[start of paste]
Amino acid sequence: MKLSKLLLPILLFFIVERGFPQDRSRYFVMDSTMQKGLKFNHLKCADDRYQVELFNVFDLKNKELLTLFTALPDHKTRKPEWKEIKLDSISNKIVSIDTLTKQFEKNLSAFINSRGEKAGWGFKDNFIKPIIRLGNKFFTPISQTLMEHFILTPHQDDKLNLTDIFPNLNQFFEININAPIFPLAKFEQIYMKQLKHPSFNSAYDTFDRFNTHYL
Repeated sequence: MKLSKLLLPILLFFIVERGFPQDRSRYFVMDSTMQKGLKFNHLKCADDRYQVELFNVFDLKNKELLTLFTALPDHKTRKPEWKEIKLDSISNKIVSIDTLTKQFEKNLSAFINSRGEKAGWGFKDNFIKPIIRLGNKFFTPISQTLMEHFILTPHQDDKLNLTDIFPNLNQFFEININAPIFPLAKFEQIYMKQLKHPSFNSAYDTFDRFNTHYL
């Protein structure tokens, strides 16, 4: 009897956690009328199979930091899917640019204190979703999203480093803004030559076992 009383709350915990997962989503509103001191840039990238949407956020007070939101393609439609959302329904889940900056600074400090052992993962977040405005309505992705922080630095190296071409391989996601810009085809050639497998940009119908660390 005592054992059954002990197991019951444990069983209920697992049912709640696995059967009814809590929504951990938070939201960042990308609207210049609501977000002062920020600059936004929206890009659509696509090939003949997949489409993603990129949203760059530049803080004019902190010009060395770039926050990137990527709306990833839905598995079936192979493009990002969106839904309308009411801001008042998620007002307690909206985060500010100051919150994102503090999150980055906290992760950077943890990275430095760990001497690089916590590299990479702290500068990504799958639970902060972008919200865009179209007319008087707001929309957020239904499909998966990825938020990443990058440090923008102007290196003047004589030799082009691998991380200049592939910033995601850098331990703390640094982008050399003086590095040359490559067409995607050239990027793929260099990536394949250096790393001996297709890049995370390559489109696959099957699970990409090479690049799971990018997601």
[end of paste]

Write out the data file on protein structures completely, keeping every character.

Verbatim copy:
Amino acid sequence: MKLSKLLLPILLFFIVERGFPQDRSRYFVMDSTMQKGLKFNHLKCADDRYQVELFNVFDLKNKELLTLFTALPDHKTRKPEWKEIKLDSISNKIVSIDTLTKQFEKNLSAFINSRGEKAGWGFKDNFIKPIIRLGNKFFTPISQTLMEHFILTPHQDDKLNLTDIFPNLNQFFEININAPIFPLAKFEQIYMKQLKHPSFNSAYDTFDRFNTHYL
Repeated sequence: MKLSKLLLPILLFFIVERGFPQDRSRYFVMDSTMQKGLKFNHLKCADDRYQVELFNVFDLKNKELLTLFTALPDHKTRKPEWKEIKLDSISNKIVSIDTLTKQFEKNLSAFINSRGEKAGWGFKDNFIKPIIRLGNKFFTPISQTLMEHFILTPHQDDKLNLTDIFPNLNQFFEININAPIFPLAKFEQIYMKQLKHPSFNSAYDTFDRFNTHYL
């Protein structure tokens, strides 16, 4: 009897956690009328199979930091899917640019204190979703999203480093803004030559076992 009383709350915990997962989503509103001191840039990238949407956020007070939101393609439609959302329904889940900056600074400090052992993962977040405005309505992705922080630095190296071409391989996601810009085809050639497998940009119908660390 005592054992059954002990197991019951444990069983209920697992049912709640696995059967009814809590929504951990938070939201960042990308609207210049609501977000002062920020600059936004929206890009659509696509090939003949997949489409993603990129949203760059530049803080004019902190010009060395770039926050990137990527709306990833839905598995079936192979493009990002969106839904309308009411801001008042998620007002307690909206985060500010100051919150994102503090999150980055906290992760950077943890990275430095760990001497690089916590590299990479702290500068990504799958639970902060972008919200865009179209007319008087707001929309957020239904499909998966990825938020990443990058440090923008102007290196003047004589030799082009691998991380200049592939910033995601850098331990703390640094982008050399003086590095040359490559067409995607050239990027793929260099990536394949250096790393001996297709890049995370390559489109696959099957699970990409090479690049799971990018997601």